3. Turn right side out The underlining piece will wrap around the edge of the main piece because the  former is cut wider. Smooth the layers then press.         

Notice that the underlining has more excess than the main fabric. 

Smooth out the excess towards the side edges so the underlining wraps around the main fabric. 

A closer view from the right side. 

After pressing. 

View of the wrong side. 

4. From the right side, stitch in the ditch. This will secure the seam allowances. 

Stitch the two layers in the ditch. 

4. If you want, hand baste the remaining edges together before proceeding. Then treat the two layers as one and proceed with the rest of the sewing.

This is a skirt and it shows the side seam after the flat lined front and back pieces were sewn together. 

Seams pressed open. Instead of raw edges, you can see a nicely wrapped edge. 

Another closeup of a flatlined seam, this time on the center back of a shrug. 

A couple of finished projects using flatlining:

This is a Marcy Tilton shrug (still have to post about that garment) where I underlined the lower back using the flatlining method. I did not add any other lining and left it as is. I thought the effect of the pretty fabric showing through the sheer organza was quite lovely!
This one is a skirt which underlined using the flatlining method but I also added a separate lining. If you are interested in reading more about the skirt (New Look 6345), check out the post I wrote about it more than a year ago here.



Sleeveless Scarf Blouse--A Shape Shape Project


As mentioned in my previous post here, I joined the Instagram sewing challenge #SewJapaneseInJanuary and here is my second finished garment. This time I used a pattern from a Japanese sewing book called “Shape Shape” by Natsuno Hiraiwa. If you are interested in reading reviews about this book, check out the Pattern Review website. This book is written in English and it features 19 sewing patterns for clothes and accessories. What's special about the patterns in the book is they feature designs meant to be worn multiple ways. As stated in the back of the book, "Shape Shape offers everything you need to sew minimally constructed designs with maximum visual impact."

Although I have owned this book for a few years now, this is the first time I have tried a pattern from the book.  I made project 1 which is a sleeveless scarf blouse.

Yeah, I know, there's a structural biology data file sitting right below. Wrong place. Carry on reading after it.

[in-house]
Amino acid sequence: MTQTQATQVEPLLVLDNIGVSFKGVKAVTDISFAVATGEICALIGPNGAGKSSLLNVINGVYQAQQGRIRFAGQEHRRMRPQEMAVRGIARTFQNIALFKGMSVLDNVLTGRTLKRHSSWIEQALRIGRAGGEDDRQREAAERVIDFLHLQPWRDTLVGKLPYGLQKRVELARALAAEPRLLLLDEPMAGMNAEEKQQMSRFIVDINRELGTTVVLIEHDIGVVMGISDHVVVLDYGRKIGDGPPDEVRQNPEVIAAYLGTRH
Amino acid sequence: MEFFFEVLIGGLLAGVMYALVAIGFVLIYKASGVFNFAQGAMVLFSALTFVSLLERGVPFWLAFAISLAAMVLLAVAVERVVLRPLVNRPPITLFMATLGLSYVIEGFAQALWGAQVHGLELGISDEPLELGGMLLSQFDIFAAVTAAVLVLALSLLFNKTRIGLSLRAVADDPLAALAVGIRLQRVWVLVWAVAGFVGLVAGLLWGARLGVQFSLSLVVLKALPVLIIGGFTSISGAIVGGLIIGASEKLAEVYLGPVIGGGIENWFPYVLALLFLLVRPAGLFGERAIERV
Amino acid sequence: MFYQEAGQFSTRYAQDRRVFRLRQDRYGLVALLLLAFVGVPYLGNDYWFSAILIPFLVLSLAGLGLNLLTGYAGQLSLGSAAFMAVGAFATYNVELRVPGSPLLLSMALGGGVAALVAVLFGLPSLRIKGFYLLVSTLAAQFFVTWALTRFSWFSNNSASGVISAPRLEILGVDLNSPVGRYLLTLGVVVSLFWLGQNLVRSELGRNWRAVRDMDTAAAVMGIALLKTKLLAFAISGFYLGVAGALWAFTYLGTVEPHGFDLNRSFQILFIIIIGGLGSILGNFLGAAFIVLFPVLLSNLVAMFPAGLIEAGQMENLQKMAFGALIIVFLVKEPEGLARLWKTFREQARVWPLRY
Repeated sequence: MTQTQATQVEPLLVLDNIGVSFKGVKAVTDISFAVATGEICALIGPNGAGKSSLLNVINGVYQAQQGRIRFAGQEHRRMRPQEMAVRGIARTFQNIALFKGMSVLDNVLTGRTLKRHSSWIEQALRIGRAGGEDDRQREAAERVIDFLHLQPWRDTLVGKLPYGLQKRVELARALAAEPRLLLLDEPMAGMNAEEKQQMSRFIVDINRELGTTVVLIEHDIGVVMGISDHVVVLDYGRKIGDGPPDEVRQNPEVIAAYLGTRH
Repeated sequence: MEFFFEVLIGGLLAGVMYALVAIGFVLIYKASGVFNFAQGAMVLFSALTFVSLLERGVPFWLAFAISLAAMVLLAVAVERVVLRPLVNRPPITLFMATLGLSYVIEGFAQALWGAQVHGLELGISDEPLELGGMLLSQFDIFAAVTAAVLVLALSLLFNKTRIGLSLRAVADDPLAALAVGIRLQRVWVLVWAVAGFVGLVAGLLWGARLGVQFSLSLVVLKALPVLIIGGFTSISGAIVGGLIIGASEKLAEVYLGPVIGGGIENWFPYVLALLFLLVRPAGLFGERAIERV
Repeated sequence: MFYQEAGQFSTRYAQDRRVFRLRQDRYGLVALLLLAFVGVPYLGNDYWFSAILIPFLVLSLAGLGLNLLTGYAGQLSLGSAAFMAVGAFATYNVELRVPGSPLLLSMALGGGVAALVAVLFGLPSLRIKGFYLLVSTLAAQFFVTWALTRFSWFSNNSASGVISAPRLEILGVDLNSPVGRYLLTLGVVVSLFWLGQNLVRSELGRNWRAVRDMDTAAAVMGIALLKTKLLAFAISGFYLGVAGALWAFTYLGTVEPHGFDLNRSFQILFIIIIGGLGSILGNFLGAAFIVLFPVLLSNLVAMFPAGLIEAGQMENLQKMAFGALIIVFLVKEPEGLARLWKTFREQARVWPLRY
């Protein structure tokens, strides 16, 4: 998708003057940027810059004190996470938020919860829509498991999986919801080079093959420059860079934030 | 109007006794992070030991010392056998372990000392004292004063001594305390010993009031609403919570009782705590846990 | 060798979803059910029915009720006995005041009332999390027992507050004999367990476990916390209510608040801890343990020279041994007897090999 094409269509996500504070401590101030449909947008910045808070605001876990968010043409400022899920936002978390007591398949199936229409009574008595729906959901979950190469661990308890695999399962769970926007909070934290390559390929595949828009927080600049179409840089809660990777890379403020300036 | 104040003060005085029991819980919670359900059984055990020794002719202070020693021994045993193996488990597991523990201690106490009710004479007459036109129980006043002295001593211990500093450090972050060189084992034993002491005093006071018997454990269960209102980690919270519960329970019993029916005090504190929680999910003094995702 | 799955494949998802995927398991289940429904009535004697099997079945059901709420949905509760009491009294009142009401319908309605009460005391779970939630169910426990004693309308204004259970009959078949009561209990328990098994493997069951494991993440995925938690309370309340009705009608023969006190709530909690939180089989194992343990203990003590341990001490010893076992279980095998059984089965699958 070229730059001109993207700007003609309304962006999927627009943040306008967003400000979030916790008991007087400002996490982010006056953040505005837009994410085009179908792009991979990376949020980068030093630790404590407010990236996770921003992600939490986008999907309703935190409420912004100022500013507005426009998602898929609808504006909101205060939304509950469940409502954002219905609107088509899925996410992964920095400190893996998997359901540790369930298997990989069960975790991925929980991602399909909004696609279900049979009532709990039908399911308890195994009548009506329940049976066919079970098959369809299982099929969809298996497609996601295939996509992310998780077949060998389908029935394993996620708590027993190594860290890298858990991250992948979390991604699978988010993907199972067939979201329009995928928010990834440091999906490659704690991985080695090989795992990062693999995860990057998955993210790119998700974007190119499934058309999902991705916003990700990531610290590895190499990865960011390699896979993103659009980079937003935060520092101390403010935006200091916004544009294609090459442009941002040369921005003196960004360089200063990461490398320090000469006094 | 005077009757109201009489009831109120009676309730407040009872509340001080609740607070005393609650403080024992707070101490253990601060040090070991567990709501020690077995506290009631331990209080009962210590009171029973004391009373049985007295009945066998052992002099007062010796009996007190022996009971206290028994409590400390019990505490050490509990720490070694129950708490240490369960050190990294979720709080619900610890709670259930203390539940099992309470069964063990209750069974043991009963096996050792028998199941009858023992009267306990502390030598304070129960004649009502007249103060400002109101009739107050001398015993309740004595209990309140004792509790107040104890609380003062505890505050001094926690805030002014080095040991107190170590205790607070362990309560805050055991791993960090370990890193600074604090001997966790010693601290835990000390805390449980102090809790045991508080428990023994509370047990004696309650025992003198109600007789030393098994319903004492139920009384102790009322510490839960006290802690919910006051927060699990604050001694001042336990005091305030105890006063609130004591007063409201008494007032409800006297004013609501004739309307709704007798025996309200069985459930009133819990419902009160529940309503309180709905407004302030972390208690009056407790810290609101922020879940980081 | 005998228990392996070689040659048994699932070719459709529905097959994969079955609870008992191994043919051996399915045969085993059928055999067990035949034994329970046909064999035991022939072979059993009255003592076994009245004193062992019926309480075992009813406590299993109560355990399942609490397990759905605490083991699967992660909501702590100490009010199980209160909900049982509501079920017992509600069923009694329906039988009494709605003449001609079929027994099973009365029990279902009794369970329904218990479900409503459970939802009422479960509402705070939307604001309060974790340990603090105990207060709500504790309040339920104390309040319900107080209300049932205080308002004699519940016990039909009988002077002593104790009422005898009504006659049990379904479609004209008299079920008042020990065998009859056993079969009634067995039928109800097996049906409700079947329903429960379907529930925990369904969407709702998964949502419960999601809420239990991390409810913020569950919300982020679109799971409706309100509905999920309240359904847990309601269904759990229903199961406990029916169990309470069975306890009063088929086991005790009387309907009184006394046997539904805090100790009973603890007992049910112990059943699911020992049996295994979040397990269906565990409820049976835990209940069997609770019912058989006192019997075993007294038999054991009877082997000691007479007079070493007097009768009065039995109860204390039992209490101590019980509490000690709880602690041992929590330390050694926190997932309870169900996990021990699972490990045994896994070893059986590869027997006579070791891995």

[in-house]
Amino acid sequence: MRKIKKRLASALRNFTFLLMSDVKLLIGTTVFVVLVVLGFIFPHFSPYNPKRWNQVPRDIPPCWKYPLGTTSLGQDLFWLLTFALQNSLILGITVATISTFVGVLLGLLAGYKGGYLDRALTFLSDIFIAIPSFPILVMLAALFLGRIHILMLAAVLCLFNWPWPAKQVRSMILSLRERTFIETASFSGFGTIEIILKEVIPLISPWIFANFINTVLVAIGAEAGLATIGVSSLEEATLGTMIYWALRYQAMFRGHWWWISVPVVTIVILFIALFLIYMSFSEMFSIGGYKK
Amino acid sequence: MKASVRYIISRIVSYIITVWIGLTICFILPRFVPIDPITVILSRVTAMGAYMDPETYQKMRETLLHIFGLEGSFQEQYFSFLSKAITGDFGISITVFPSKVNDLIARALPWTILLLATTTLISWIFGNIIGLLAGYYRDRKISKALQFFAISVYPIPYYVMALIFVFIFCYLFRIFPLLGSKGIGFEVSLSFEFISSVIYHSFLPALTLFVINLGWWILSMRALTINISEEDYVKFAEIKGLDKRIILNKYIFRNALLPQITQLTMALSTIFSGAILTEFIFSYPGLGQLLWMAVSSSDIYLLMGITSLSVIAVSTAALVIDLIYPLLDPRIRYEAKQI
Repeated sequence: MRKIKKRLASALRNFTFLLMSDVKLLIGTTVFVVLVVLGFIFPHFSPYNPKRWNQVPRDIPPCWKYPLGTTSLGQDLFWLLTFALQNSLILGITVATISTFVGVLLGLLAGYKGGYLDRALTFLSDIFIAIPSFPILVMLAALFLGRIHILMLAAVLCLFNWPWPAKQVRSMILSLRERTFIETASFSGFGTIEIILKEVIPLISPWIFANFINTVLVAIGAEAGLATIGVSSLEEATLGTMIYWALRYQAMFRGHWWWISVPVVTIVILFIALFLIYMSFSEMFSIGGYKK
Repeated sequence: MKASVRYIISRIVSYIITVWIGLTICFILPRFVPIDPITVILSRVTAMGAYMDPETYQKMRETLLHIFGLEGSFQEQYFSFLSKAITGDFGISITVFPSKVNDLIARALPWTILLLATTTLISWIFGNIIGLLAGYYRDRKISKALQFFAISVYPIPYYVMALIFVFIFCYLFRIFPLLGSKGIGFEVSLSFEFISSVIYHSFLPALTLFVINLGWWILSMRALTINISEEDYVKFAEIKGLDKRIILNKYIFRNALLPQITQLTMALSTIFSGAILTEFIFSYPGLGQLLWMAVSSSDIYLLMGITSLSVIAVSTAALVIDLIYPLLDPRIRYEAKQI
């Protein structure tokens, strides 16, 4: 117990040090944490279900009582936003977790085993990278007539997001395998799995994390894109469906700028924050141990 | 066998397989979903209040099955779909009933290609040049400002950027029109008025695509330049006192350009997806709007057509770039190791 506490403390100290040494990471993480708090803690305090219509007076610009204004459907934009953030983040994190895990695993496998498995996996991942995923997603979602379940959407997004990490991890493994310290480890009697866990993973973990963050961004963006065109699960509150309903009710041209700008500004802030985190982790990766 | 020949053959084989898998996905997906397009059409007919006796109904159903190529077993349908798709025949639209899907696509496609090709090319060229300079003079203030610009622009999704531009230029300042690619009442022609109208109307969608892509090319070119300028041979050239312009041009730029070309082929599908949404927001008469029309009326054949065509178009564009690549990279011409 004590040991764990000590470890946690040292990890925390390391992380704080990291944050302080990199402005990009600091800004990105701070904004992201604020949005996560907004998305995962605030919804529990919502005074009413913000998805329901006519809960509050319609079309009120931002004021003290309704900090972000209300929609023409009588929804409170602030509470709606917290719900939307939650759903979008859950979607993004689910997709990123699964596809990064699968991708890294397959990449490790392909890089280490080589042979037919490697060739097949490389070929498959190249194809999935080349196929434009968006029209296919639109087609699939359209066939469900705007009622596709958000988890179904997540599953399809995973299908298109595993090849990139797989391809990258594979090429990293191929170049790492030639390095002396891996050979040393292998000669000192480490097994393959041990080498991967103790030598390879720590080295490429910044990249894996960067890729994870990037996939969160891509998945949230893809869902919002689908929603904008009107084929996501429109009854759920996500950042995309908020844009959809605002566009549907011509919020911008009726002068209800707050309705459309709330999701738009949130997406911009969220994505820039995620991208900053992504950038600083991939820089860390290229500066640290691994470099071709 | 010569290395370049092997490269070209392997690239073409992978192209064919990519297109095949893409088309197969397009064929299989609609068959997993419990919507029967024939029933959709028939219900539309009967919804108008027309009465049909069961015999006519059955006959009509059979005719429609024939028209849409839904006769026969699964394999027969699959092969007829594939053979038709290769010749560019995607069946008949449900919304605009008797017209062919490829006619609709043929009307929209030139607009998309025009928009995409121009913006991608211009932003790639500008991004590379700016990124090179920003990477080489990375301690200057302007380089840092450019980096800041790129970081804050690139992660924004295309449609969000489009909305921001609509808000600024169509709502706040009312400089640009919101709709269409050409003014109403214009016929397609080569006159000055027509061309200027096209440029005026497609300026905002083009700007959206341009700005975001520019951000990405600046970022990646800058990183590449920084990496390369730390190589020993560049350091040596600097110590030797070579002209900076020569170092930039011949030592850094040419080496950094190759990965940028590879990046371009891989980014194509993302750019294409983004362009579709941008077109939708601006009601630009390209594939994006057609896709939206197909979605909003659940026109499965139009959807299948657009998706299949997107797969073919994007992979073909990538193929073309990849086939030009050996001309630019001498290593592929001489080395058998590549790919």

This is the modeled photo.

  And this is my version.

This nicely shaped blouse features front and back darts, side button closure on one side and attached pleated scarves. The scarves can be draped in a variety of ways allowing for several looks from a single garment. This pattern is so easy to sew and the construction process is straightforward. 

Join me in dissecting this project through photos!

It was a bit challenging for me to trace the lines as there were several pattern pieces overlapping and only black ink was used. Some were in gray but it was still challenging. FYI, there were four other projects printed on the above pattern page and they were all overlapping. If you're used to Burda Magazine patterns, then tracing this pattern should be easy peasy for you!

This top has a very nice graceful silhouette.

And these are some of the reasons why:

Front Darts

Back Darts

Buttoned closure on one side

The obvious design feature of this top are the attached scarves. 

Here you can see them hanging freely. They are sewn to the shoulder seams, sandwiched between the front and back shoulders. Each scarf measures 26.5" long. 

A close-up of the scarf attachment point. It is pleated. 

The pattern instructions call for a narrow 5/8" hem on the exposed edges of the scarf. 
I preferred to finish by using a narrow overlock stitch using the roll hemmer on my Juki serger.


One of my favorite features is the side button closure on the left side seam. 

The left front and back sides of the bodice have self-fabric facing for the buttonholes and buttons attachment. 

Both neckline and armholes are finished by using bias binding made from self-fabric. 

A view of the armhole. 

A peek at the wrong side. 

View of the front bodice wrong side. 

Before I show the different ways to style this blouse, here are cliff notes of some construction details worth mentioning:

*The size chart can be found on page 40 of the book.

*There are only three sizes (Small, Medium, Large). I used size Small based on bust and hips. For good measure I compared the pattern lines with another top pattern that fit me well. 

*I deviated a bit from some of the instructions. I skipped the flat fell seam on the shoulders. With my serged seams, I thought it was unnecessary.

*I also did not heed the instruction to do a narrow 5/8" hemming on the scarves. The narrow overlock serged stitches I used was more delicate looking and more polished looking from both sides. 

For an outlined review of the pattern used, check out my review at Pattern Review.

And now a gallery of the different ways to style this lovely top!